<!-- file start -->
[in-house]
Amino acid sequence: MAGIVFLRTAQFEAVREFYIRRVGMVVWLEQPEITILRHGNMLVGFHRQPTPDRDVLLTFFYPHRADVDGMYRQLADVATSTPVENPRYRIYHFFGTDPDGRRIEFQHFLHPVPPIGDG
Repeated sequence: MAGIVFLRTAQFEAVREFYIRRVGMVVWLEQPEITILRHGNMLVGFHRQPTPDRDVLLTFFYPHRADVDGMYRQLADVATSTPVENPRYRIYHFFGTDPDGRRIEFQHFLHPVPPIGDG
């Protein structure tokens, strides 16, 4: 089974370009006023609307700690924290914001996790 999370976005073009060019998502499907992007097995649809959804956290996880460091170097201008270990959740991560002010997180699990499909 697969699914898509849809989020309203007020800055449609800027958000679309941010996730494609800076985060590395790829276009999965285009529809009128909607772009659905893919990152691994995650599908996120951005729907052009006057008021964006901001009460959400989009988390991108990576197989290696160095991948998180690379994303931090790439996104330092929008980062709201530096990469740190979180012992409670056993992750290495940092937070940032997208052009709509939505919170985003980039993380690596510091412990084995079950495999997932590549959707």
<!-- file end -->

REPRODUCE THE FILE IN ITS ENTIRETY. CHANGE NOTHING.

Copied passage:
[in-house]
Amino acid sequence: MAGIVFLRTAQFEAVREFYIRRVGMVVWLEQPEITILRHGNMLVGFHRQPTPDRDVLLTFFYPHRADVDGMYRQLADVATSTPVENPRYRIYHFFGTDPDGRRIEFQHFLHPVPPIGDG
Repeated sequence: MAGIVFLRTAQFEAVREFYIRRVGMVVWLEQPEITILRHGNMLVGFHRQPTPDRDVLLTFFYPHRADVDGMYRQLADVATSTPVENPRYRIYHFFGTDPDGRRIEFQHFLHPVPPIGDG
């Protein structure tokens, strides 16, 4: 089974370009006023609307700690924290914001996790 999370976005073009060019998502499907992007097995649809959804956290996880460091170097201008270990959740991560002010997180699990499909 697969699914898509849809989020309203007020800055449609800027958000679309941010996730494609800076985060590395790829276009999965285009529809009128909607772009659905893919990152691994995650599908996120951005729907052009006057008021964006901001009460959400989009988390991108990576197989290696160095991948998180690379994303931090790439996104330092929008980062709201530096990469740190979180012992409670056993992750290495940092937070940032997208052009709509939505919170985003980039993380690596510091412990084995079950495999997932590549959707």